<< More Mythology, Prehistory and Religion
Lunar calendars and seasonal rites
Next >>


Home page

The awaited return of the most obvious seasonal signal
The "brilliant" sectors of the sky
An assembly of sacred images

Figures portrayed
by stars in the night,
by nature "dramatic" figures

Why make reference to
seasonal stars.
Measuring time in "moons"

When lunar imagery is combined
with stellar imagery to compose a "mythical cinema"

The human condition
and its development
in the collective memory


French version


The role of fixed stars
in creating myths and their images

René-André Lombard

Background of the study

Based on his research in comparative mythology and a thorough analysis of the documents cited, René André Lombard has researched the origins of myths ever since 1946. The results are an original perspective on a number of supposedly enigmatic images found on mankind’s oldest monuments and omni-present in the deepest corners our collective consciousness.

Grand mythical images often seem to be derived from a basic pattern of the religious life of ancient times, namely the confluence of:

seasonal rites
lunar calendar
observations of fixed stars

Seasonal rites are obvious source of grand sacred images. They have been magnified over time by symbolic interpretations and have often remained a vital component of religious veneration. Although the solar calendar is now used to set the precise dates and periods of these rites each year, in the past man had to rely on the lunar calendar, which for thousands of years structured human existence. Mankind’s collective memory of the "marvelous" imagery of mythology arose from rites closely interwoven with lunar images (these striking nocturnal images that result from the Moon’s annual orbit and its monthly phases are the sources of legends). However, the very nature of purely lunar calendars (the drift of the lunar month through the seasons) soon made it absolutely necessary to refer to fixed stars. In the northern hemisphere one sector of stars that appeared and disappeared with the seasons attracted particular attention. It is the most brilliant sector in the sky.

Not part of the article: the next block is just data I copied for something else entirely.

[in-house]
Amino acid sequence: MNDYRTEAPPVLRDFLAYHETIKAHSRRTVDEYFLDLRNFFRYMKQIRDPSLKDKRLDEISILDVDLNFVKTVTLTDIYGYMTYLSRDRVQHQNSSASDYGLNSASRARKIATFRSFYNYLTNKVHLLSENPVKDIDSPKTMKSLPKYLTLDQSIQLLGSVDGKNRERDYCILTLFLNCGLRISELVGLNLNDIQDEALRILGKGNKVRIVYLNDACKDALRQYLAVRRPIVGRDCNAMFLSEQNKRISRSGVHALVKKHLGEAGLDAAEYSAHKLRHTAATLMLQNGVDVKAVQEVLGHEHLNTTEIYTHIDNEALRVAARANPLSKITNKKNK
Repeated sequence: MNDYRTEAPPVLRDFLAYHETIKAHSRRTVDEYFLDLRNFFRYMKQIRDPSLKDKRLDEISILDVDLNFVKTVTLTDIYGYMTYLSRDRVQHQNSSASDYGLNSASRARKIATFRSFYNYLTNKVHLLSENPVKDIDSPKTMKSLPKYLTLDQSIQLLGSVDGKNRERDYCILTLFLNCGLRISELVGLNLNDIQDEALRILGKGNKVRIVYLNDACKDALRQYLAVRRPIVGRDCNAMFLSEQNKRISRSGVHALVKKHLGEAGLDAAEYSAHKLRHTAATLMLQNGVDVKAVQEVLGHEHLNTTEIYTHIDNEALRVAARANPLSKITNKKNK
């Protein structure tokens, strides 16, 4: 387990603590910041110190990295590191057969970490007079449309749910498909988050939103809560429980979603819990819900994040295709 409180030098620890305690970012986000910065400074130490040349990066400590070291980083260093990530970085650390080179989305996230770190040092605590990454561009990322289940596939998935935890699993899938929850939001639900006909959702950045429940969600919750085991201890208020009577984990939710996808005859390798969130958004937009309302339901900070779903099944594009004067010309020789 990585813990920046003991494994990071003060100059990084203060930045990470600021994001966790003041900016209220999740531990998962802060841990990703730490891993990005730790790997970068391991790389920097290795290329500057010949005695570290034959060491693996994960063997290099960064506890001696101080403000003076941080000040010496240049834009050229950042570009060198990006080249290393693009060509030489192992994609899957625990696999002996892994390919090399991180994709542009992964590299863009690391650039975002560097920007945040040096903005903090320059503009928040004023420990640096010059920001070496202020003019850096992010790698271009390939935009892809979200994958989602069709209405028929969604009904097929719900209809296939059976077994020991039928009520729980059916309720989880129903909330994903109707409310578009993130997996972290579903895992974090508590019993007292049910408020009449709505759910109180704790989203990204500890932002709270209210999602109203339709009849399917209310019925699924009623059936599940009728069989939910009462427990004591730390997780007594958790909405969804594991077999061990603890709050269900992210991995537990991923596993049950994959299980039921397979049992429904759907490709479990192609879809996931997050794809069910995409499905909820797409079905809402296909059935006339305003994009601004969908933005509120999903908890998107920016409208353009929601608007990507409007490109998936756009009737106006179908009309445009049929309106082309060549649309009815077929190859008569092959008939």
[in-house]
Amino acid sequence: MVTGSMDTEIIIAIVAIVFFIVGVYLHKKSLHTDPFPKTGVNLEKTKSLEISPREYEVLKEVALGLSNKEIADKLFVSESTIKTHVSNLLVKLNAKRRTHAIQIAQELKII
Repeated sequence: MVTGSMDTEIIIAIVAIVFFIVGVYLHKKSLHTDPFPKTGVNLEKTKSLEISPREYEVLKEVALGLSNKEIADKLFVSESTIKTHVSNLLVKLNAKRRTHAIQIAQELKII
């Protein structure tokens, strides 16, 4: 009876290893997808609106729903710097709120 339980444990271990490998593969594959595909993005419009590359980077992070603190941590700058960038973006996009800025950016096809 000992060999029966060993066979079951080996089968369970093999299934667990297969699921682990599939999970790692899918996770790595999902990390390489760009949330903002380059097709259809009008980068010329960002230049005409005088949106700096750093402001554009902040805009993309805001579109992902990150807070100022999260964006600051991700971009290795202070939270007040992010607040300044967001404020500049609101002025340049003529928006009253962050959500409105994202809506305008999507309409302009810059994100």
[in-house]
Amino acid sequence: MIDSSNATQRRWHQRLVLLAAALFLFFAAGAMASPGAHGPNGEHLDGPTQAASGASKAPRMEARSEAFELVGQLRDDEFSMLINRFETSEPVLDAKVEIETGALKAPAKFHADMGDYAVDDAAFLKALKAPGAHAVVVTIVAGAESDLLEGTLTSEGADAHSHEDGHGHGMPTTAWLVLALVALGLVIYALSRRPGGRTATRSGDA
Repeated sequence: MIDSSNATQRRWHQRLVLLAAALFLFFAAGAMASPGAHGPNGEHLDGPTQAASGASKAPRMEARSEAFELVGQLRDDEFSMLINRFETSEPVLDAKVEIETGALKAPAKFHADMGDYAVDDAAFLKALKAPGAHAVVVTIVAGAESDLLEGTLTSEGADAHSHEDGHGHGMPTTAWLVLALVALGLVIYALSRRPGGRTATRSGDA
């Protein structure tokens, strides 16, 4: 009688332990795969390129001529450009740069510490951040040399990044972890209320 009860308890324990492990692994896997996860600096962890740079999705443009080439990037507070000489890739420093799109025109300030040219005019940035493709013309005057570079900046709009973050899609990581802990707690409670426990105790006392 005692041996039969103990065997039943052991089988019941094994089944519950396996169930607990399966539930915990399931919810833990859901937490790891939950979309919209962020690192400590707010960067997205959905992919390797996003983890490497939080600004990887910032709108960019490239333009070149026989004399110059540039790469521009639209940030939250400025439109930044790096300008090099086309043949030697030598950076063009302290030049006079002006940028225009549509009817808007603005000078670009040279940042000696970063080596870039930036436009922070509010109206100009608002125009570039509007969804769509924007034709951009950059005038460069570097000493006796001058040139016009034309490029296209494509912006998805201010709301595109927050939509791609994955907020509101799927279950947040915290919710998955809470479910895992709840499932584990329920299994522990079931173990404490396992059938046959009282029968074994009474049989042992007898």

Pinpointing the most "remarkable" seasonal stars lead to interpretations of their respective constellations, to drawing lines that connected star to star in the night sky producing silhouettes of animals, plants and objects related to the season and to human preoccupations of that particular moment.

These silhouettes came down to us through the millennia: our maps of the sky (even if they no longer include the projected forms) still maintain the old names of these constellations… We could say "religiously" maintain them, because the work of imagination that "projected" human and animal forms "onto the stars" left traces of capital importance in man’s religions. The night stars portrayed figures that stood out from the cosmic immensity and ancient thought could only interpret these figures as "signs" from higher powers (the word "signs" is still used when referring to the seasonal constellations of the "Zodiac"). It is easy to realize that the images observed in fixed stars played an important role in the creation of a large number of prestigious myths.

The oldest clear allusions that we have to the constellations (Book of Job in the Bible and The Shield of Achilles in Homer's Iliad) only mention Ursa Major and the Pleiades, Hyades and Orion, called the "Great Vital Force". This focus of attention on a single sector of the sky is significant.

It prompts us to investigate this group of constellations more closely and to delve into their names and the importance assigned to them

<< More  
Next >>
About us